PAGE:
Every year we plant 2-3 spare tomato seeds for every variety we grow just in case there are germination issues. For the first time ever there were no germination issues and as well all the seeds grew into the best seedlings we have ever raised. Not being able to bear the thought of tossing them out we started to offer them to friends and neighbours and also put some outside the front gate for passer-by traffic. The passer-by loved it. Problem solved.

Tomorrow the tractor gets a drive down the road to perform some paid work. When it was purchased we had it registered for public road travel in the hope of getting some outside work and thus defraying some of the costs of acquisition such as Goods and Services Tax (GST) and even some depreciation against income. Having put flyers in the letterboxes of nearby properties we only had one taker a few months ago and now a second. Every little bit counts.

Just too make sure all goes smoothly with the paid work a basic service was performed this morning on the slasher. Top up the gear box and grease the PTO. It was obvious this hadn't been done for while. So much for our "keep your gear in good order". The one hour turned to two but at least everything is now in tip top shape.

The bees needed their 7-10 day inspection. Brood looks good. Very little Small Hive Beetle. The foundation we inserted when the nuc was placed into the 10 frame hive is very very slowly being drawn out. Just to continue with the helping hand some more sugared water is added to the feeder.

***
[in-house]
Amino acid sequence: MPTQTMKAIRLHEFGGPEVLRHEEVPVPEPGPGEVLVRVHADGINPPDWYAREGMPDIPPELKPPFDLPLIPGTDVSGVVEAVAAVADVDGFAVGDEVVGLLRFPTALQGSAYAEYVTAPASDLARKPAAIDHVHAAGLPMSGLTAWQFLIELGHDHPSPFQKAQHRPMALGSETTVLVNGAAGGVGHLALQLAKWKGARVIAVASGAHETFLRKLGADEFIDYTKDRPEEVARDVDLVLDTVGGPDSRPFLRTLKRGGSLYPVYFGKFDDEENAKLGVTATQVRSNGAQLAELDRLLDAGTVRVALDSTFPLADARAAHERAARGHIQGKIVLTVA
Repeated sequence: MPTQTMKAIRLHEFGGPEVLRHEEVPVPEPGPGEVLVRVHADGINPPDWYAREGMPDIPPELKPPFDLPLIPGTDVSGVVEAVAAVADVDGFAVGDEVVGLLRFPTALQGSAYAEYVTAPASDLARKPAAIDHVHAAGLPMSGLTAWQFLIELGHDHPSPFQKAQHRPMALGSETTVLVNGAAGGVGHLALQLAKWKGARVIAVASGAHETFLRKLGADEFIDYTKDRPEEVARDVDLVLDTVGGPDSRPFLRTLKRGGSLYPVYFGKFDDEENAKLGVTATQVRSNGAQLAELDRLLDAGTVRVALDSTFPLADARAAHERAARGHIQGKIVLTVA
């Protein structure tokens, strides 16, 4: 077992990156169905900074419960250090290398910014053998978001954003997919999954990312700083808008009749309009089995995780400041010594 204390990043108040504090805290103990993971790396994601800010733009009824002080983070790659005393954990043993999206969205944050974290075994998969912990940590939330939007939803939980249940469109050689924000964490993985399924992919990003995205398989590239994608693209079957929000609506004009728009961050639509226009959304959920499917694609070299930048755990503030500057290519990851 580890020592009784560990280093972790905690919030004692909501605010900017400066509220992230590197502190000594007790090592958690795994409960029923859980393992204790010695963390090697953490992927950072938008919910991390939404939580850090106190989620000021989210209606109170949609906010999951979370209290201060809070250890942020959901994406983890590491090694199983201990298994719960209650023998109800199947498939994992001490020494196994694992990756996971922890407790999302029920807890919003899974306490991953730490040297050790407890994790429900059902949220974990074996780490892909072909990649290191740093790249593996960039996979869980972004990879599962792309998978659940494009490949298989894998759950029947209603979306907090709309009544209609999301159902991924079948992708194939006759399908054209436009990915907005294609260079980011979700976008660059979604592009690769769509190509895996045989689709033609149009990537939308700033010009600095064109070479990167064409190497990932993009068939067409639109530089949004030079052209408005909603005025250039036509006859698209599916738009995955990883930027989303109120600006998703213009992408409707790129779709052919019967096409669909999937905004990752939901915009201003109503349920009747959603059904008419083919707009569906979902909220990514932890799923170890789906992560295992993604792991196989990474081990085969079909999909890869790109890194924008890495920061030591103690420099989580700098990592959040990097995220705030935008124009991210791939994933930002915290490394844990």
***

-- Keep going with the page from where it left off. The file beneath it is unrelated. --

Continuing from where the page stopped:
The Tomato Bed is pretty much complete now and only some mounds require mulch hay biscuits. These are going on in unison with the planting out of various vines. Some Rockmelon and Watermelon are in and starting to grow their second leaves.

Some of the earliest fruit trees to flower have started to form fruit. We suffer badly from fruit fly and now is the time to protect the young fruit with exclusion bags. It sounds like an onerous task but fortunately only a couple of trees at a time need bagging and we limit ourselves to protecting only a small quantity of fruit to eat. A different matter with Pears and Apples where we will need bulk quantities for Coder and Perry.

Tropical Nectarine with the Tropical Peach in the background

The Coffee plant has started its fruit ripening. Some of the fruit looks like a decent size this year. This is one of those progressive tasks which will span months. Picking a few of the most ripe berries and squeezing out the pips for fermentation and drying before removing the outer paper and roasting.

On Friday we collected a couple of hundred kilograms of chicken feed. Separate quantities of Wheat, Corn, Black Sunflower and Sorghum. Pressed for time these were dumped on the verandah until today when we barrowed them down to the workshop. The small quantities of remaining grain were transferred to lidded buckets and the plastic 200 litre drums were cleaned out to make sure no weevils or their eggs were left behind for the fresh grain.

Jean gave away some surplus eggs the other week and received a rave review about taste and colour and a request to purchase on a regular basis any surplus. Our deduction as to the taste and colour is that it is the access to the natural environment. The girls are let out fairly early in the morning and not locked up until dark. Each pod of rooster and his girls travel to different parts of The Orchard. They don't return until the afternoon when we put out their evening feed of grain which is usually soaked in whey.

The morning rush to find fresh green matter

The Orchard is quite large and has a diverse vegetation profile and lots of insects and grubs. The amount of green material they eat is quite noticeable especially in dry weather when the regrowth is slower. The pasture looks as if it has been mown. We also observe that when let out in the morning the first action is to run around and pick at any freshly grown blades. Having chooks in this free range environment results in a lot of pot holes in The Orchard but I can't imagine ever restricting them to a pen where they couldn't get their fill of green salad.

One of the many pot holes created by dirt bathing